In a hole in the ground lived a hobbit. At least, it had once been a hobbit. The opening was dry and sandy, with nothing to sit down on or to eat. Further back it grew dirty and wet, gritty stones mixed with oozy-smelling earth. There was something to eat, if you didn’t mind worms and grubs that wriggled in your mouth before you bit down on them.

    The something that had once been a hobbit squatted in the sand at the hole’s entrance and picked bits of chitin out of its six remaining teeth. He wondered, for the thousandth time, how he had let that nasty, thieving wizard trick him out of his rights to the story of that one beautiful thing, his birthday present, his precious. And he wondered how far away New Zealand was.

  • In a hole in the ground there lived a hobbit, although not by choice. He had moved into the hole following the destruction of his house. The details of the destruction are nebulous, but seem to revolve around a visit from a traveling sorcerer. It turns out that sorcerers from the Utter South do not like tea and are not amused when told that there is no coffee to be found.

    The Hobbit had learned a valuable lesson. Never say no to a wizard.

  • In a hole in the ground there lived a hobbit. Graenna was an unusual hobbit, for the rest of her folk lived high among the branches and
    trunks of the last forest. On the ground, rascaloos prowled through the
    moss and leaf litter and gobbled down anyone who dared roam into their
    domain. But Graenna did not fear the rascaloos, for her hobbit hole was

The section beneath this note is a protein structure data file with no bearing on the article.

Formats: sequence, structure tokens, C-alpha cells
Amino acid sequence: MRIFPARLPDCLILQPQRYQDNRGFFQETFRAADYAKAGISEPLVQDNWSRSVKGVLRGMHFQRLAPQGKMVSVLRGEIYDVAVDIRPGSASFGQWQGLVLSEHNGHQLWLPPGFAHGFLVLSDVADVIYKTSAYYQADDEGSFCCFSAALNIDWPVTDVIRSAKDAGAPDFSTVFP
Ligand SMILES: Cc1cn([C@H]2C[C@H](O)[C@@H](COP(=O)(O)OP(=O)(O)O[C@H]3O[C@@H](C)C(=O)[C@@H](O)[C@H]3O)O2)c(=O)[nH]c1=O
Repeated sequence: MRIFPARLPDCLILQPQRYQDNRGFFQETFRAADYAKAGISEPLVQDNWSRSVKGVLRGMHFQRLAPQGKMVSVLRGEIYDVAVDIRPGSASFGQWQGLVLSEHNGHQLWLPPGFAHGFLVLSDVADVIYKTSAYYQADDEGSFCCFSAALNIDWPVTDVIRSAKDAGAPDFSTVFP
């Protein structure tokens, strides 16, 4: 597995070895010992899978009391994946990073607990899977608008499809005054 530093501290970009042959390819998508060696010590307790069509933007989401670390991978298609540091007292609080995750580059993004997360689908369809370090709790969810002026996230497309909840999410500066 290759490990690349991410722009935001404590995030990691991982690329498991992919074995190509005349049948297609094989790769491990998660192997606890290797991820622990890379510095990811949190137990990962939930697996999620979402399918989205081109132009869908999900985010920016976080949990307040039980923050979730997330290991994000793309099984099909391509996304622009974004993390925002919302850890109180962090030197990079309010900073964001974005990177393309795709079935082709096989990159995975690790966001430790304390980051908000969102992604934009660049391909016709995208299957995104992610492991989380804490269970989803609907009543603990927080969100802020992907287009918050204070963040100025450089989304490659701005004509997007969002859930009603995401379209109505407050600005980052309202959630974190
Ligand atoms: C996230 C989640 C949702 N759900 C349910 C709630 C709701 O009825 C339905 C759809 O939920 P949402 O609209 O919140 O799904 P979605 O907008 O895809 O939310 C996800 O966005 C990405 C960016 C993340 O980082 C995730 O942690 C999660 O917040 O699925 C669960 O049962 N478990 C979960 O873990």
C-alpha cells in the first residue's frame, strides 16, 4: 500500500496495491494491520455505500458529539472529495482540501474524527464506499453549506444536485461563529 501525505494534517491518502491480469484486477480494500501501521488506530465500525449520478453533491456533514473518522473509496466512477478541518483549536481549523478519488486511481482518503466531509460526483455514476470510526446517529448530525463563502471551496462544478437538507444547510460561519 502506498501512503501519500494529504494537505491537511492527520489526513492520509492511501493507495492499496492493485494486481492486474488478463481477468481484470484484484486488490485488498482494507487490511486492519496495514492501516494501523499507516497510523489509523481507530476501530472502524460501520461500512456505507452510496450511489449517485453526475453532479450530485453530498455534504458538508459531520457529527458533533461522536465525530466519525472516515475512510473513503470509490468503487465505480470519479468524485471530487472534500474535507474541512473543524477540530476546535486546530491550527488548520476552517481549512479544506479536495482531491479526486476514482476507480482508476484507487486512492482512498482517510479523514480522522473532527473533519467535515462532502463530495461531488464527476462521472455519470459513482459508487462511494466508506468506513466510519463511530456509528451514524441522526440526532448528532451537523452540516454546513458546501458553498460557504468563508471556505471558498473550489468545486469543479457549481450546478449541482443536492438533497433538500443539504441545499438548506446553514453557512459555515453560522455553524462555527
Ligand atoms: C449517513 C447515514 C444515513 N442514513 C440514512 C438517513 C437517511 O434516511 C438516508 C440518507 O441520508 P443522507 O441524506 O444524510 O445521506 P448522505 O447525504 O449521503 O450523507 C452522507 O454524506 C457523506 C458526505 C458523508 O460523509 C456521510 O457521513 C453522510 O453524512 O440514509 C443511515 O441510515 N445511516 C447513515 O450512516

peaceful and neither her pesky cousins nor any meddling witch would dare to visit her there. The entrance was just wide enough for her squat
    frame to fit inside. She hung crushed lemonweed and garlic over the
    opening to hide her scent. All in all, Graenna thought she was perfectly
    safe…

  • SteveP

    In a hole in the ground there lived a hobbit. Sharp fanged and bloodless, it would rise at night from the crypt that housed its body and feed. Around its dark abode were buried the villagers whose mangled corpses were placed, stone marked, and entombed with stakes piercing their quiet hearts to ensure that hobbits they too never became. For with large and bare feet the beast would creep, creep, creep through any cottage and find what beds they would and take what blooded thing they found there for its own dark nectar, be it infant, youngling, or aged-wrinkled sage. It was ever silent, and would leave as unnoticed as it came, for the two marks in the neck it left were hobbit-holes and ever placed by means covert.

  • John Dewey Nakamura Remy

    Thank you, everyone, for your entries! The Hole in the Ground contest is now closed! I’m amazed at the creativity and imagination that went into your writing. I’ll coordinate with the inkpunks to select a winner, and will announce the results by the end of this week!

  • John Dewey Nakamura Remy

    Apologies for the delay, folks, but we finally tallied votes, and it was really, really, really close between first and second place! Also, we’d like to note that Wendy Wagner abstained from voting because her brother was one of the entrants.

    Tied for third place are Tim and Luna Flesher Lindsey. Jak Wagner came in second, just behind our first place contestant. Honor and glory to all three of these wonderful writers!

    The winner is Sarah Grey! Sarah, congratulations! We’ll be contacting you via email so that we can send you an electronic version of the Fungi anthology.

    Thank you all for participating. You demonstrated the many directions that our creativity could take that one starting sentence.

    • John Dewey Nakamura Remy

      Sarah, I don’t have your email, so I initiated contact via twitter. Please DM @johnremy, or we can arrange some other communication method.

      • Woohoo! Thanks–I’ll get back to you on Twitter ASAP! 😀